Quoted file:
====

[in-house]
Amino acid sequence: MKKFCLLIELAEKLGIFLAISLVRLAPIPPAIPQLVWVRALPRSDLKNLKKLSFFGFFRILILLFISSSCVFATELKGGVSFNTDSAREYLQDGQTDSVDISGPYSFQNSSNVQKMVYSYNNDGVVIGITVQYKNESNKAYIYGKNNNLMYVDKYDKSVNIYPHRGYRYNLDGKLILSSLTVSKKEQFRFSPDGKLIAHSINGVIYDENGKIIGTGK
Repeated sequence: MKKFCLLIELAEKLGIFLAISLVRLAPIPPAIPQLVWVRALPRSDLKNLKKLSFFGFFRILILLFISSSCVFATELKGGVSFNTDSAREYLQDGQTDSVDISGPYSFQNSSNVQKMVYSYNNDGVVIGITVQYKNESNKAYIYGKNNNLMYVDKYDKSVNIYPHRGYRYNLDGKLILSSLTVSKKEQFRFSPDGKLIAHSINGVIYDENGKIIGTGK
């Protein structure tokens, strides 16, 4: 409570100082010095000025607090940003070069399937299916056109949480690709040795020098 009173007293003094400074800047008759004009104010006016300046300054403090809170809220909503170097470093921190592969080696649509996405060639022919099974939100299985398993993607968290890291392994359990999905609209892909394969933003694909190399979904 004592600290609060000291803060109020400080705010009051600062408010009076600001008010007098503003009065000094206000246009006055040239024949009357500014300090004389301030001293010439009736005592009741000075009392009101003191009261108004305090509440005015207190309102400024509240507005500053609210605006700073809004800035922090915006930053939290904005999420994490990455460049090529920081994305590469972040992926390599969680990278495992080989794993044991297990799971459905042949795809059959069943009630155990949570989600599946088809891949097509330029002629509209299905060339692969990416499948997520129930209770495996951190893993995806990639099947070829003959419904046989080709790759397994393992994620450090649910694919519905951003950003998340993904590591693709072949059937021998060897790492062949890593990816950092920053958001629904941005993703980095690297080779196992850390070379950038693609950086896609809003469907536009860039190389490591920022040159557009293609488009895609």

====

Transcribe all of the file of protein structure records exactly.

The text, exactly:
[in-house]
Amino acid sequence: MKKFCLLIELAEKLGIFLAISLVRLAPIPPAIPQLVWVRALPRSDLKNLKKLSFFGFFRILILLFISSSCVFATELKGGVSFNTDSAREYLQDGQTDSVDISGPYSFQNSSNVQKMVYSYNNDGVVIGITVQYKNESNKAYIYGKNNNLMYVDKYDKSVNIYPHRGYRYNLDGKLILSSLTVSKKEQFRFSPDGKLIAHSINGVIYDENGKIIGTGK
Repeated sequence: MKKFCLLIELAEKLGIFLAISLVRLAPIPPAIPQLVWVRALPRSDLKNLKKLSFFGFFRILILLFISSSCVFATELKGGVSFNTDSAREYLQDGQTDSVDISGPYSFQNSSNVQKMVYSYNNDGVVIGITVQYKNESNKAYIYGKNNNLMYVDKYDKSVNIYPHRGYRYNLDGKLILSSLTVSKKEQFRFSPDGKLIAHSINGVIYDENGKIIGTGK
């Protein structure tokens, strides 16, 4: 409570100082010095000025607090940003070069399937299916056109949480690709040795020098 009173007293003094400074800047008759004009104010006016300046300054403090809170809220909503170097470093921190592969080696649509996405060639022919099974939100299985398993993607968290890291392994359990999905609209892909394969933003694909190399979904 004592600290609060000291803060109020400080705010009051600062408010009076600001008010007098503003009065000094206000246009006055040239024949009357500014300090004389301030001293010439009736005592009741000075009392009101003191009261108004305090509440005015207190309102400024509240507005500053609210605006700073809004800035922090915006930053939290904005999420994490990455460049090529920081994305590469972040992926390599969680990278495992080989794993044991297990799971459905042949795809059959069943009630155990949570989600599946088809891949097509330029002629509209299905060339692969990416499948997520129930209770495996951190893993995806990639099947070829003959419904046989080709790759397994393992994620450090649910694919519905951003950003998340993904590591693709072949059937021998060897790492062949890593990816950092920053958001629904941005993703980095690297080779196992850390070379950038693609950086896609809003469907536009860039190389490591920022040159557009293609488009895609």